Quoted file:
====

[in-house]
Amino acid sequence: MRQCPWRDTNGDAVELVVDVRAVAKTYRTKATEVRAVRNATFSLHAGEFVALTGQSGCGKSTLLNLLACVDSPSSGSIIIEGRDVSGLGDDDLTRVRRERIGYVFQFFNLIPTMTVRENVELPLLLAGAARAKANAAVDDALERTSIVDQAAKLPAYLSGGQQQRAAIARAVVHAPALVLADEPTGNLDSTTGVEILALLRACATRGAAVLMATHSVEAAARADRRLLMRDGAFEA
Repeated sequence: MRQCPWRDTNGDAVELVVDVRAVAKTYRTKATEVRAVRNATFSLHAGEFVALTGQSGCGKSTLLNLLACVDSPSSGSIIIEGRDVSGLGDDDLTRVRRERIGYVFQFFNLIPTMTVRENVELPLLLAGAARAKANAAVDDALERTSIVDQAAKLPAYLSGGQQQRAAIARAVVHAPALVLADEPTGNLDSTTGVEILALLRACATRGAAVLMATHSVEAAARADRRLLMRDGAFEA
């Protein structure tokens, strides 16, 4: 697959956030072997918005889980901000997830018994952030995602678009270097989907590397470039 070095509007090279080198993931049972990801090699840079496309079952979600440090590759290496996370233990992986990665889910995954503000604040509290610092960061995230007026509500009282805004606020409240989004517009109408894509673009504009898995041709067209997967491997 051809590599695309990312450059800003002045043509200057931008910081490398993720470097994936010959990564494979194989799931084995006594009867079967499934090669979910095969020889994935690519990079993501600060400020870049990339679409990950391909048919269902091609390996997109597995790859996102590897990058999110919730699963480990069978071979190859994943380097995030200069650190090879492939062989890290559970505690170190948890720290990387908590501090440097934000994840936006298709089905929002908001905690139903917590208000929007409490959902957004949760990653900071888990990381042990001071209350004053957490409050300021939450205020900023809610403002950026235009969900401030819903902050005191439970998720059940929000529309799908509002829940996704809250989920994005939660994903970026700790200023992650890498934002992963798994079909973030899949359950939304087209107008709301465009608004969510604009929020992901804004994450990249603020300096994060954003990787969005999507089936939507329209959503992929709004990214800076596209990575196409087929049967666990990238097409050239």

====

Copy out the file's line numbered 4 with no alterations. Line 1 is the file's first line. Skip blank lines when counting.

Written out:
């Protein structure tokens, strides 16, 4: 697959956030072997918005889980901000997830018994952030995602678009270097989907590397470039 070095509007090279080198993931049972990801090699840079496309079952979600440090590759290496996370233990992986990665889910995954503000604040509290610092960061995230007026509500009282805004606020409240989004517009109408894509673009504009898995041709067209997967491997 051809590599695309990312450059800003002045043509200057931008910081490398993720470097994936010959990564494979194989799931084995006594009867079967499934090669979910095969020889994935690519990079993501600060400020870049990339679409990950391909048919269902091609390996997109597995790859996102590897990058999110919730699963480990069978071979190859994943380097995030200069650190090879492939062989890290559970505690170190948890720290990387908590501090440097934000994840936006298709089905929002908001905690139903917590208000929007409490959902957004949760990653900071888990990381042990001071209350004053957490409050300021939450205020900023809610403002950026235009969900401030819903902050005191439970998720059940929000529309799908509002829940996704809250989920994005939660994903970026700790200023992650890498934002992963798994079909973030899949359950939304087209107008709301465009608004969510604009929020992901804004994450990249603020300096994060954003990787969005999507089936939507329209959503992929709004990214800076596209990575196409087929049967666990990238097409050239």